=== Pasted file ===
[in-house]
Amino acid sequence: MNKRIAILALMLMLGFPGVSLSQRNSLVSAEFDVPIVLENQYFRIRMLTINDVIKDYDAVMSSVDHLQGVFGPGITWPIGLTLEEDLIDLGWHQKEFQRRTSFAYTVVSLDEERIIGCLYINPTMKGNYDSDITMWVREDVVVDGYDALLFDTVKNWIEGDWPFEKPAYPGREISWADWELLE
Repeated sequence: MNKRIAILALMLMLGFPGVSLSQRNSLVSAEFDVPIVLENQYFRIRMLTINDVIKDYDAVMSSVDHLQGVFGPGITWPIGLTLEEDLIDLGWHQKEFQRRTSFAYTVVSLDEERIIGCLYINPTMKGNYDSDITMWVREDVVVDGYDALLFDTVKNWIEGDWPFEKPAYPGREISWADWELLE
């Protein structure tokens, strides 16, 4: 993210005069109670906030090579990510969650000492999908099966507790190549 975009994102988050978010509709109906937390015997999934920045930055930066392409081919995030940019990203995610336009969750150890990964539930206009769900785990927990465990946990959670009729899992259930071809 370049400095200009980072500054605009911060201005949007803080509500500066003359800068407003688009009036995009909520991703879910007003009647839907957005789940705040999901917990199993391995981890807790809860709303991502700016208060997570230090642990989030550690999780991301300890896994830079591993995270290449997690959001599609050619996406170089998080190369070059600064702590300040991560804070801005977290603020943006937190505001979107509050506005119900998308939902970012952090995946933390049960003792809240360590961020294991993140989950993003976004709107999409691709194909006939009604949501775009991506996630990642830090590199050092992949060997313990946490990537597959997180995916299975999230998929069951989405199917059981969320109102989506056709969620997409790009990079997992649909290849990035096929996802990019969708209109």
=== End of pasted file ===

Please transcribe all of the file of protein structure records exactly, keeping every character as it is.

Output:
[in-house]
Amino acid sequence: MNKRIAILALMLMLGFPGVSLSQRNSLVSAEFDVPIVLENQYFRIRMLTINDVIKDYDAVMSSVDHLQGVFGPGITWPIGLTLEEDLIDLGWHQKEFQRRTSFAYTVVSLDEERIIGCLYINPTMKGNYDSDITMWVREDVVVDGYDALLFDTVKNWIEGDWPFEKPAYPGREISWADWELLE
Repeated sequence: MNKRIAILALMLMLGFPGVSLSQRNSLVSAEFDVPIVLENQYFRIRMLTINDVIKDYDAVMSSVDHLQGVFGPGITWPIGLTLEEDLIDLGWHQKEFQRRTSFAYTVVSLDEERIIGCLYINPTMKGNYDSDITMWVREDVVVDGYDALLFDTVKNWIEGDWPFEKPAYPGREISWADWELLE
């Protein structure tokens, strides 16, 4: 993210005069109670906030090579990510969650000492999908099966507790190549 975009994102988050978010509709109906937390015997999934920045930055930066392409081919995030940019990203995610336009969750150890990964539930206009769900785990927990465990946990959670009729899992259930071809 370049400095200009980072500054605009911060201005949007803080509500500066003359800068407003688009009036995009909520991703879910007003009647839907957005789940705040999901917990199993391995981890807790809860709303991502700016208060997570230090642990989030550690999780991301300890896994830079591993995270290449997690959001599609050619996406170089998080190369070059600064702590300040991560804070801005977290603020943006937190505001979107509050506005119900998308939902970012952090995946933390049960003792809240360590961020294991993140989950993003976004709107999409691709194909006939009604949501775009991506996630990642830090590199050092992949060997313990946490990537597959997180995916299975999230998929069951989405199917059981969320109102989506056709969620997409790009990079997992649909290849990035096929996802990019969708209109």